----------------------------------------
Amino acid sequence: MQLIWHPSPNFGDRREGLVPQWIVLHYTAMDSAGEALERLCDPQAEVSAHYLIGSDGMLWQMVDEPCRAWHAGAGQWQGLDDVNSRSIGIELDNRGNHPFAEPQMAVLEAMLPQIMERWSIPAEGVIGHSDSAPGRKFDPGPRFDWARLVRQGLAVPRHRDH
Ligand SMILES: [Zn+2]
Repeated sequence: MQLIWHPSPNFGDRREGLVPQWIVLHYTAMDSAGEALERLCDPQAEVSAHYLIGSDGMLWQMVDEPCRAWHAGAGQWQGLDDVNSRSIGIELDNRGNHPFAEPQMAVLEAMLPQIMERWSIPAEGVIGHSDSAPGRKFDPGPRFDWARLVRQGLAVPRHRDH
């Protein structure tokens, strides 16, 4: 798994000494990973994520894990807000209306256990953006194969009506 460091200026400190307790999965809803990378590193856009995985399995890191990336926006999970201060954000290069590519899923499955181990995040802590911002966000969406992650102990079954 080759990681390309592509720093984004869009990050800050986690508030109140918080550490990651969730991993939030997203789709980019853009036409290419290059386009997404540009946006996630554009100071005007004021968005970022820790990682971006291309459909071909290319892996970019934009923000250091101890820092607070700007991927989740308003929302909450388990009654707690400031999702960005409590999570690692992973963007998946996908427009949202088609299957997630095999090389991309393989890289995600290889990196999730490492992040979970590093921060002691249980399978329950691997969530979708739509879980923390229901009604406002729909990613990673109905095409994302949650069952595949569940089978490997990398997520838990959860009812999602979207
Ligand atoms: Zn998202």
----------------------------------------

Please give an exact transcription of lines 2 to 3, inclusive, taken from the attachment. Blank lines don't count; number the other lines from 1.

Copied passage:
Ligand SMILES: [Zn+2]
Repeated sequence: MQLIWHPSPNFGDRREGLVPQWIVLHYTAMDSAGEALERLCDPQAEVSAHYLIGSDGMLWQMVDEPCRAWHAGAGQWQGLDDVNSRSIGIELDNRGNHPFAEPQMAVLEAMLPQIMERWSIPAEGVIGHSDSAPGRKFDPGPRFDWARLVRQGLAVPRHRDH